Tuesday, November 21, 2006

 

My brain hurts.

I am really enjoying Bill Bryson's A Short History of Nearly Everything. The book starts out with the Big Bang and appears to be working it's way down (or up) the timeline. It's so much more than a science-oriented history book, though. It's presented more in the manner of, "How do these scientists figure this stuff out?" He not only presents the science that has been discovered over the centuries, but also how that science was done. It's all quite fascinating and presented in a manner that is easy to understand.

Or at least, most of it is easy to understand. As Bryson presents right at the beginning of the book, we can never truly understand some things. It will give you a headache to really contemplate the size of the universe, say, or the age of the Earth, or the distance between galaxies. We just can't grasp things of this scale.

We also can't comprehend the micro end of the scale. The tininess of the particles in everything. Bryson does try to help us, though. One of my favorite analogies that he presents is when he is trying to describe Avagadro's number. As you may remember from Chemistry (I certainly didn't), Avagadro's number is the number of molecules in approximately 2 grams of hydrogen gas. You'd imagine this to be a big number, right? After all, molecules are really tiny. But would you expect it to be roughly the number of popcorn kernels it would take to cover the United States to a depth of nine miles?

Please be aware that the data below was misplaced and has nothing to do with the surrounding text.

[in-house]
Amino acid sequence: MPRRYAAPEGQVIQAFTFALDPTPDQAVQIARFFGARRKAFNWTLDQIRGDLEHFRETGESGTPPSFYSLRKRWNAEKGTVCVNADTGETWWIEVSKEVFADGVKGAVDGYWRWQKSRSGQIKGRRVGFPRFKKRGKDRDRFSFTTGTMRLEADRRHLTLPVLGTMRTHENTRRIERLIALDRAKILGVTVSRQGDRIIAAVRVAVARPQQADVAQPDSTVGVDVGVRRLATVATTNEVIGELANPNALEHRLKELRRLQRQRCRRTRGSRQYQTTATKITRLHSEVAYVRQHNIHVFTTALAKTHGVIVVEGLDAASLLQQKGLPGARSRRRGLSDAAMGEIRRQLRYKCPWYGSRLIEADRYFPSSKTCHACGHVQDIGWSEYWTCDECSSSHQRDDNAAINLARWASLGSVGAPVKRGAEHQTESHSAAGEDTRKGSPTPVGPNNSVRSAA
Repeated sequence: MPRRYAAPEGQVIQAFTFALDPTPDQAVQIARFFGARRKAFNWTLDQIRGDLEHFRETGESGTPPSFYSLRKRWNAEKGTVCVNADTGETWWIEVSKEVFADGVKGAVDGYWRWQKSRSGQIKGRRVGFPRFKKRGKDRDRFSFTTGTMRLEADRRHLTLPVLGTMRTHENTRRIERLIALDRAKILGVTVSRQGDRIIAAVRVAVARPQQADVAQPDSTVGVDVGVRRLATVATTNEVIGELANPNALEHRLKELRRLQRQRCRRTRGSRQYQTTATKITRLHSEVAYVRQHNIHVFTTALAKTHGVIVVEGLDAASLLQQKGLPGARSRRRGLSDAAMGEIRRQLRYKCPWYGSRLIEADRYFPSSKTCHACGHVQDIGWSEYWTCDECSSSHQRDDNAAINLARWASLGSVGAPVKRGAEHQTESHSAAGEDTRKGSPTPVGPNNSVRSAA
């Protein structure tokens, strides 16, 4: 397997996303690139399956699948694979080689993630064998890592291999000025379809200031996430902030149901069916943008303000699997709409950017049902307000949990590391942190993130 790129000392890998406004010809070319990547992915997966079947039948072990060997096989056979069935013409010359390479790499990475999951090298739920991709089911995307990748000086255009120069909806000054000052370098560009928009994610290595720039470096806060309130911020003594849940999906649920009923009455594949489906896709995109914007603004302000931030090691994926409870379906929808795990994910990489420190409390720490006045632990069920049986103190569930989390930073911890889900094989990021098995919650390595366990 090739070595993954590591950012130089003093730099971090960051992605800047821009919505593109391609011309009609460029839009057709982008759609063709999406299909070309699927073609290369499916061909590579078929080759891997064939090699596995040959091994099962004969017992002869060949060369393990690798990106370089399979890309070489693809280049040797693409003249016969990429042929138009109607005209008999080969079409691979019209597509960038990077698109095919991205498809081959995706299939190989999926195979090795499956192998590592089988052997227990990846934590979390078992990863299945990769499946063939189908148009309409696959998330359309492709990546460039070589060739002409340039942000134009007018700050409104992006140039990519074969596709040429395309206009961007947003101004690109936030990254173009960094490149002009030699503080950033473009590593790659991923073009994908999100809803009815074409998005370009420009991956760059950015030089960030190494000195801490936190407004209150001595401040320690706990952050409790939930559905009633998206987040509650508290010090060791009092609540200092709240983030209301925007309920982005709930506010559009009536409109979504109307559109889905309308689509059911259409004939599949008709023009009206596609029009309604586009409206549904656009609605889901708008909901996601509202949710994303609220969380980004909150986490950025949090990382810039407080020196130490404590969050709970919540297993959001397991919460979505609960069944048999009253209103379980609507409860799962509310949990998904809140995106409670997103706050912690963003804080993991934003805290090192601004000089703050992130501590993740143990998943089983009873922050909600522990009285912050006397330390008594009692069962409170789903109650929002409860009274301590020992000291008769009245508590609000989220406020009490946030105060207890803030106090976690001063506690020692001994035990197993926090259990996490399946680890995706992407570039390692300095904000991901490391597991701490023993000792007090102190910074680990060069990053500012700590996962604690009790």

I love this book. But I think I need some Tylenol.

Comments:
Would that be popped or un-popped popcorn kernels? Cause, ya know there's a big difference between the two, and I want those fun analogies to be as vivid as possible.
 
That would be un-popped. Did your brain just explode?
 
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